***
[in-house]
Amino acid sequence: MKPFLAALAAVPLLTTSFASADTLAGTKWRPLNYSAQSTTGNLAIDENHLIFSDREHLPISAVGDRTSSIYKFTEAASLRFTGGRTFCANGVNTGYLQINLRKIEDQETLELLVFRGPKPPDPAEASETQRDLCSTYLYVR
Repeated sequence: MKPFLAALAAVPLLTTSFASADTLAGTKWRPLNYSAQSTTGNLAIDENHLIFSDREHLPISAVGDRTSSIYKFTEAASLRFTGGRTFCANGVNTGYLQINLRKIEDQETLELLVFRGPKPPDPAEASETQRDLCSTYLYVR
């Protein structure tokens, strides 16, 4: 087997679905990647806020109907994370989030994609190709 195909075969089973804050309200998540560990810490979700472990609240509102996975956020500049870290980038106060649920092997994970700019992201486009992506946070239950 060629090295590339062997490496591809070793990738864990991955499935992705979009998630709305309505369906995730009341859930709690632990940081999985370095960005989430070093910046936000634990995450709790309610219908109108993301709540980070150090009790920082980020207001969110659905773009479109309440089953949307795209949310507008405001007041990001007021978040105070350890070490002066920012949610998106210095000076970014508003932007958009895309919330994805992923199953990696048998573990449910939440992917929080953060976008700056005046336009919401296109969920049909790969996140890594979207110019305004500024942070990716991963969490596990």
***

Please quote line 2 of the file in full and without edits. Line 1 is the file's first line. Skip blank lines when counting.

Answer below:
Amino acid sequence: MKPFLAALAAVPLLTTSFASADTLAGTKWRPLNYSAQSTTGNLAIDENHLIFSDREHLPISAVGDRTSSIYKFTEAASLRFTGGRTFCANGVNTGYLQINLRKIEDQETLELLVFRGPKPPDPAEASETQRDLCSTYLYVR